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The San Joaquin Valley


The vast interior of California is split down the middle by the Sierra Nevada (Spanish for “snowy range”), or High Sierra, a sawtooth range of snowcapped peaks that stands high above the semi-desert of the Owens Valley. The wide San Joaquin Valley in the west was made fertile by irrigation projects during the 1940s, and is now almost totally agricultural. The real reason to come here is for the grand national parks of Sequoia and Kings Canyon – and Yosemite, where waterfalls cascade down towering walls of silvery granite. Few roads penetrate the hundreds of square miles of wilderness, but the entire pristine alpine backcountry is crisscrossed by hiking trails.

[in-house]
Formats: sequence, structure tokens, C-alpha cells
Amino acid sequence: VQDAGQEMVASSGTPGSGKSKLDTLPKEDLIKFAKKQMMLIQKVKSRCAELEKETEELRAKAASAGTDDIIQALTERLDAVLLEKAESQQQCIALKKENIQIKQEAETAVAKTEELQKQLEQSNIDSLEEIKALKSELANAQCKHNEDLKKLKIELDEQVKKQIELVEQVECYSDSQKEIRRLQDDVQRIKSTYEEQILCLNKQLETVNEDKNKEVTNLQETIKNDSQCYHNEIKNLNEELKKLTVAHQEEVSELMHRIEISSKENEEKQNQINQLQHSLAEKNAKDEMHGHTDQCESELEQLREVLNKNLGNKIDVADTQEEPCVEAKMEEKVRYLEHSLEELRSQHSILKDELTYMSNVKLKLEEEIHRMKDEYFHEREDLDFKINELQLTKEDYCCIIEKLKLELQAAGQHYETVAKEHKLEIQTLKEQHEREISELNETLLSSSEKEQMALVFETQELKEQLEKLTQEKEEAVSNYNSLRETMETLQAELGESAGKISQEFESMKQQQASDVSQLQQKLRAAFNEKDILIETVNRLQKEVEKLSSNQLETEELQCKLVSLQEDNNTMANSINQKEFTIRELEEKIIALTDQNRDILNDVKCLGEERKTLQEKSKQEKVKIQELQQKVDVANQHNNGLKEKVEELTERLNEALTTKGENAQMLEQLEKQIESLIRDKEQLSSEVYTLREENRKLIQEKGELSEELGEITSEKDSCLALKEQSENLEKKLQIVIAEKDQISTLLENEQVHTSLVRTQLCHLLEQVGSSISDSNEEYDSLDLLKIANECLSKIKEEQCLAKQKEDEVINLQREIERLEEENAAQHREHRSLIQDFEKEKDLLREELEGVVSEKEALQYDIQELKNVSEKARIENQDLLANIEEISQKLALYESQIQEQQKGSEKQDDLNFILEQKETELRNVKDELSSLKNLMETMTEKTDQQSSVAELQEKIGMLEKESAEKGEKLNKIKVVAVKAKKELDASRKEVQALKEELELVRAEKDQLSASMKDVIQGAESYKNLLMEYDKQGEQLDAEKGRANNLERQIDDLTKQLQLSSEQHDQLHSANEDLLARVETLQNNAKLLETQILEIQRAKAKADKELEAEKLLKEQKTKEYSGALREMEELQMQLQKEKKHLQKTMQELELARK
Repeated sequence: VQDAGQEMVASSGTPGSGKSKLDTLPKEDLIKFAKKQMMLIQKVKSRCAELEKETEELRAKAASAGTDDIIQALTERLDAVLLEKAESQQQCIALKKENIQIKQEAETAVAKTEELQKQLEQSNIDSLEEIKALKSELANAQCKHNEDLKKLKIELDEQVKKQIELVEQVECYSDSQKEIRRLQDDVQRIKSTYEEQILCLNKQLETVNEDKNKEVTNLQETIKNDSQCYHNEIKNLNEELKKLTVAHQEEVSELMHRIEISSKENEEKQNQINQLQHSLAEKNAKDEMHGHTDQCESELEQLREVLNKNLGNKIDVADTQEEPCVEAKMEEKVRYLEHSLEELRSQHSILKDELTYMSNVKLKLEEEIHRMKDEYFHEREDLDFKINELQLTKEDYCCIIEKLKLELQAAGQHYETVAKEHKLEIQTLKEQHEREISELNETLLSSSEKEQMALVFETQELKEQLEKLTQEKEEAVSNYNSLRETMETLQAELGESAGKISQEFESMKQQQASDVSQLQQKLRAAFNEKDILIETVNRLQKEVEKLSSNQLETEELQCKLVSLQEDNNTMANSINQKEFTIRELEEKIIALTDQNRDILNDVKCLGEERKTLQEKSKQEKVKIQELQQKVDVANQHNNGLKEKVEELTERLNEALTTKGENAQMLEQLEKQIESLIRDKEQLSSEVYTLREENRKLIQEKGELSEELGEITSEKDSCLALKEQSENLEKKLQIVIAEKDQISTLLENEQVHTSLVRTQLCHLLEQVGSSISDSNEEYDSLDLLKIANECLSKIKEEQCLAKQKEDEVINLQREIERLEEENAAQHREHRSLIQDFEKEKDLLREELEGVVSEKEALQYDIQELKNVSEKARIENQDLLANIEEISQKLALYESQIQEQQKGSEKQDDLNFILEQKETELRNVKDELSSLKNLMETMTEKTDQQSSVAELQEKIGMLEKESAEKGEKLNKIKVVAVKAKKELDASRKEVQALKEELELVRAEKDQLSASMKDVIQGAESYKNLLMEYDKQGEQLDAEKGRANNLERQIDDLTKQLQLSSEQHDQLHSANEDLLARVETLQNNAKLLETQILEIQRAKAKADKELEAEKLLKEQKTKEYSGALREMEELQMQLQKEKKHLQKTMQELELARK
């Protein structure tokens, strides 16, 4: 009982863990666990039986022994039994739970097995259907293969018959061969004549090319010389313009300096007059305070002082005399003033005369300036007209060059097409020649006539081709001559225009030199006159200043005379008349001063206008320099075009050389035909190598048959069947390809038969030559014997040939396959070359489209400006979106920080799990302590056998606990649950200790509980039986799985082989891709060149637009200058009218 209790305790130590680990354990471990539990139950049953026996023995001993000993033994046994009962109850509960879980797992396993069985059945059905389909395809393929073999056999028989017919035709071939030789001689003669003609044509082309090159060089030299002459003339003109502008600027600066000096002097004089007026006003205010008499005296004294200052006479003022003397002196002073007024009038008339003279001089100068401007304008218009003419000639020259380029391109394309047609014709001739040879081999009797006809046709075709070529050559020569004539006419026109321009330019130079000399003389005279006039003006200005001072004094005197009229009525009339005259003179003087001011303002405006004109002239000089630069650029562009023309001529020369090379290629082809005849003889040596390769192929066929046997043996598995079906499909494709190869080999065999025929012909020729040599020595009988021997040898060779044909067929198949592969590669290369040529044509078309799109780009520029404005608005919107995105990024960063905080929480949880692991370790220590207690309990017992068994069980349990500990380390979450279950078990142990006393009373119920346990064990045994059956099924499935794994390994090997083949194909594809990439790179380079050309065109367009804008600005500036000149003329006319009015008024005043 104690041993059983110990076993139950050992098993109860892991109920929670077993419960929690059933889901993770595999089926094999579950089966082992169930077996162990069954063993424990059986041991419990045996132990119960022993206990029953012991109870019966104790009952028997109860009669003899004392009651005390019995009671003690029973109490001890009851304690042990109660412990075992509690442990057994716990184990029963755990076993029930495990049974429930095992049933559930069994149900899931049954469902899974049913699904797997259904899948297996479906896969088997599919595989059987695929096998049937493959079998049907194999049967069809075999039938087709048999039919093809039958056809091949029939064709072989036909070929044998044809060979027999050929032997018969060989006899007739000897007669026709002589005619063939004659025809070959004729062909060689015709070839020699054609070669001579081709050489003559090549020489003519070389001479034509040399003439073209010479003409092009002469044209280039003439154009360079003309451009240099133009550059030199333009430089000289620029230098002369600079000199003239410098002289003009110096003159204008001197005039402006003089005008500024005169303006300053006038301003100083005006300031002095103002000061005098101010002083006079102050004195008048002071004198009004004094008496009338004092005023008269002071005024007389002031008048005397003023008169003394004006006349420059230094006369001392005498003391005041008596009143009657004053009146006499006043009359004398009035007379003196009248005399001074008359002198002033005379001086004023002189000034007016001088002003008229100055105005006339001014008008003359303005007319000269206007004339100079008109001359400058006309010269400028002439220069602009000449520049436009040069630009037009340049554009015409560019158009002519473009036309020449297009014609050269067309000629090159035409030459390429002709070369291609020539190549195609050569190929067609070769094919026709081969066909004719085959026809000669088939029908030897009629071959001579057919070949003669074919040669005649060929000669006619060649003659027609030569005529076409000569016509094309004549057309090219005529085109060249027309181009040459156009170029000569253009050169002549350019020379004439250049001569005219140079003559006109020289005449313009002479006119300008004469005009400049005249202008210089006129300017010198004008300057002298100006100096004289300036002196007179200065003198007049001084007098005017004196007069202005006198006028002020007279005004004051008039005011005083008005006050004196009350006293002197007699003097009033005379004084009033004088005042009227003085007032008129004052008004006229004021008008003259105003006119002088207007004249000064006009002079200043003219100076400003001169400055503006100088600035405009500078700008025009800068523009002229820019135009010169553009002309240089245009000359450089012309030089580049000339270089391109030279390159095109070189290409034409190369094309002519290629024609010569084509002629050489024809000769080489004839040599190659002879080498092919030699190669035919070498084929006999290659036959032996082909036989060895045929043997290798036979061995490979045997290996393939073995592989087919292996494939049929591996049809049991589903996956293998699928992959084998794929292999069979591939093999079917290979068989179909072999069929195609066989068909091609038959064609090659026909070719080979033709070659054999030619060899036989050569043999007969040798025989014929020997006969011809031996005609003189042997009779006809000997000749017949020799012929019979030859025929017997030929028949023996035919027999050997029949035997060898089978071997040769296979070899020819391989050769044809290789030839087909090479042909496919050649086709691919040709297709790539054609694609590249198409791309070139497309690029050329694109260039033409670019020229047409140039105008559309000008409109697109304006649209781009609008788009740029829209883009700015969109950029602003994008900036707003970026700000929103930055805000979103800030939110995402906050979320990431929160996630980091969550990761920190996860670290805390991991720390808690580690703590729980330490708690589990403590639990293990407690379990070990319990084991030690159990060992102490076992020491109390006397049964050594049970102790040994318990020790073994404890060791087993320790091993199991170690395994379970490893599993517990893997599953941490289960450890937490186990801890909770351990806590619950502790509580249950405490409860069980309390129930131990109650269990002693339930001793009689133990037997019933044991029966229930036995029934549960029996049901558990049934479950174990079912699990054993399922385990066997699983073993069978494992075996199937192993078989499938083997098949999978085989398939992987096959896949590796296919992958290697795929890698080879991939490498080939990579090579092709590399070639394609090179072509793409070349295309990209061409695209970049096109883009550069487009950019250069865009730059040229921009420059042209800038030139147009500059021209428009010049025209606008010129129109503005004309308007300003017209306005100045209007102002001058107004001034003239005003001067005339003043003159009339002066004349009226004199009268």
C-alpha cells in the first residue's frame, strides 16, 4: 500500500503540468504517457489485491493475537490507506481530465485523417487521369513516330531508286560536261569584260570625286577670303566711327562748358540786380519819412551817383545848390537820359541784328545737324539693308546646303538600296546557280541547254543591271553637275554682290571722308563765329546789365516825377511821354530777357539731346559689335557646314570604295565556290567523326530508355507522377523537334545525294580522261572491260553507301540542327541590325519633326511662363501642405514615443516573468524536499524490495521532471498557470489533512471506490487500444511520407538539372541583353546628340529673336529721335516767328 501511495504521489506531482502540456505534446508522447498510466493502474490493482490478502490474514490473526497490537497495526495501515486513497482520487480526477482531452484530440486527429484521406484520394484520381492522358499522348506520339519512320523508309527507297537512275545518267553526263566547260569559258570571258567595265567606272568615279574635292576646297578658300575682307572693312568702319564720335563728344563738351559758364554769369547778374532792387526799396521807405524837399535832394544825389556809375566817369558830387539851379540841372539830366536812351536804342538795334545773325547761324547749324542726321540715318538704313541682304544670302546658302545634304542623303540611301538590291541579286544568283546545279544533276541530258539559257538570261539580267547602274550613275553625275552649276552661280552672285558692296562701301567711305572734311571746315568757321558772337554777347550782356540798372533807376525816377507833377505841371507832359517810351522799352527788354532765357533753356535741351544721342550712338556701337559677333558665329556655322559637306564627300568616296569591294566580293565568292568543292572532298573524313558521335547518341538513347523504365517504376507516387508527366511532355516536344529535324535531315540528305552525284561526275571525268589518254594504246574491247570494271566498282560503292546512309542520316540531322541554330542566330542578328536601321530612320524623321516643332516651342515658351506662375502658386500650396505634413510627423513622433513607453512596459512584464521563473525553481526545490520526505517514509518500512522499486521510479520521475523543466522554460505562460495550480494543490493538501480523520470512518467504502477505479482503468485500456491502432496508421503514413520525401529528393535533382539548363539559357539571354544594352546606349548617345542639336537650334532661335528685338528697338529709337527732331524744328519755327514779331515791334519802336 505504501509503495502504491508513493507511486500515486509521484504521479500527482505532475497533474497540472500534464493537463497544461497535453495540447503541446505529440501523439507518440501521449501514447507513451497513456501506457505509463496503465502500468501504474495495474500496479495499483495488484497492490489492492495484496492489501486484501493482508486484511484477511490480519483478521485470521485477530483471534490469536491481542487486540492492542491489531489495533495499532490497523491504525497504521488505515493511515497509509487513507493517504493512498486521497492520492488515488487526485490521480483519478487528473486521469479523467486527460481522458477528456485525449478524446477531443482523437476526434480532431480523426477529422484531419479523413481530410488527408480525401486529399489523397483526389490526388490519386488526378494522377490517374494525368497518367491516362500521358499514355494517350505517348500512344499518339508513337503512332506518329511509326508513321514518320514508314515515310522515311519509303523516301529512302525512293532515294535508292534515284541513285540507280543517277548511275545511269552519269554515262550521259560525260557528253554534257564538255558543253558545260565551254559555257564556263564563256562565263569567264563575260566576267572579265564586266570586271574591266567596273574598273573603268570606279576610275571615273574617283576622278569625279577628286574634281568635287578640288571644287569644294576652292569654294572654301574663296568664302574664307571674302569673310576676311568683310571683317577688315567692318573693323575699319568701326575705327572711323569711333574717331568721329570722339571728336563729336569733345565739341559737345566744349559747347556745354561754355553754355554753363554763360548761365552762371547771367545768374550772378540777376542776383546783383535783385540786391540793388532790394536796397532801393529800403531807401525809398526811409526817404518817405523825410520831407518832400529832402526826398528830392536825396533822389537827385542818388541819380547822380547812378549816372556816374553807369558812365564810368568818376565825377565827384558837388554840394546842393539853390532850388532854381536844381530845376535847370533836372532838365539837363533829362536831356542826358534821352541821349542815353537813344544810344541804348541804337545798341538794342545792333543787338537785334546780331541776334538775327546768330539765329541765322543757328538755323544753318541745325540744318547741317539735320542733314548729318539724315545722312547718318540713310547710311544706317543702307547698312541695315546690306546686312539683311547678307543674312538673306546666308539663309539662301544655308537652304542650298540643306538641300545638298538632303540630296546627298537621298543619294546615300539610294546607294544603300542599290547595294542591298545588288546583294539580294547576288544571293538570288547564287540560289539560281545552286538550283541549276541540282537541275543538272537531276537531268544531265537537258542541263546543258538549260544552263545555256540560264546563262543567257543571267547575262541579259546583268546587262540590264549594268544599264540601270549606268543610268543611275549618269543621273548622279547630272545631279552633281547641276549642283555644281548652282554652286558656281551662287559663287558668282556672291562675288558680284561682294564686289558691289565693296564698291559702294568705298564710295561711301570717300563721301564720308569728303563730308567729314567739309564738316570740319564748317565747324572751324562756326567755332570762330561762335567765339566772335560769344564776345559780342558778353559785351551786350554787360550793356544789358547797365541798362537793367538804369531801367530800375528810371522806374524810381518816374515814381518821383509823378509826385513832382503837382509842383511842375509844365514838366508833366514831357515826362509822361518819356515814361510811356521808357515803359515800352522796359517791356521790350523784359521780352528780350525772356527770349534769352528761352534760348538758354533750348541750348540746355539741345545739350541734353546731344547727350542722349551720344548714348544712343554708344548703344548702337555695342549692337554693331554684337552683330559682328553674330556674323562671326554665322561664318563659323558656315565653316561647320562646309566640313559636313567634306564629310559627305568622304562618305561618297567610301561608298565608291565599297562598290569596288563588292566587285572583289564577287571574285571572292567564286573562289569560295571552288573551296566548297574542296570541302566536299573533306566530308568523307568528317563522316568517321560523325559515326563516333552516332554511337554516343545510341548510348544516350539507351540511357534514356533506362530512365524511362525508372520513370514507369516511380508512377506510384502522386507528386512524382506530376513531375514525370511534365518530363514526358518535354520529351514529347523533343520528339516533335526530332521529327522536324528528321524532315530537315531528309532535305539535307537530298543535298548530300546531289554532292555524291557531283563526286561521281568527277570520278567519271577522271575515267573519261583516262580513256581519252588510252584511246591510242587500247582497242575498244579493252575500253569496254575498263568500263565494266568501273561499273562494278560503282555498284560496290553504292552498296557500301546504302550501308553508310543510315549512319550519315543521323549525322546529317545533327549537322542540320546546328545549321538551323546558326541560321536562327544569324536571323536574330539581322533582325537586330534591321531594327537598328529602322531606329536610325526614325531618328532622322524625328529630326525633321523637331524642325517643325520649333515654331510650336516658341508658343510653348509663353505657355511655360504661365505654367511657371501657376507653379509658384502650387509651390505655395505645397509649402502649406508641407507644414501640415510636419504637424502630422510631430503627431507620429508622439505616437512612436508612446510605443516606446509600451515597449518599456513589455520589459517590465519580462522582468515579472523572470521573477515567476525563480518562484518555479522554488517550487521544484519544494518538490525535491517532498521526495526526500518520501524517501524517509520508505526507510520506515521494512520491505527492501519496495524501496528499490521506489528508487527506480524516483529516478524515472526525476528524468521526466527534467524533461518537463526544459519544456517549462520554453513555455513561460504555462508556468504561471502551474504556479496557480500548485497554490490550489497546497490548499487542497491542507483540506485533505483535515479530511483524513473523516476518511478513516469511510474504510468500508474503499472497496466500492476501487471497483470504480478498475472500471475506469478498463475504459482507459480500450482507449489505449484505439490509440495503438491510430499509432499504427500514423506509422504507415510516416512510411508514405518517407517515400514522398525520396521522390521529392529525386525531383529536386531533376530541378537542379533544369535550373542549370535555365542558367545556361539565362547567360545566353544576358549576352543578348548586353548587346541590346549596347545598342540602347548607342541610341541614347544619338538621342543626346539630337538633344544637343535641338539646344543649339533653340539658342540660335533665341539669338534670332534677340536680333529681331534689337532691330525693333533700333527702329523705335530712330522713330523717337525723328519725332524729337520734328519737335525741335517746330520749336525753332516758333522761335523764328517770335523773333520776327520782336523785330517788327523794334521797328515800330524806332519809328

The I-5 freeway barrels through the valley on a course so flat, straight and dull it’s almost hypnotic. Three to six daily trains on the San Joaquin line – connecting Oakland and Bakersfield, but not LA – and frequent Greyhound buses run through the valley, calling at the towns along Hwy-99, in particular Merced, which has bus connections to Yosemite but otherwise doesn’t merit a look-in.

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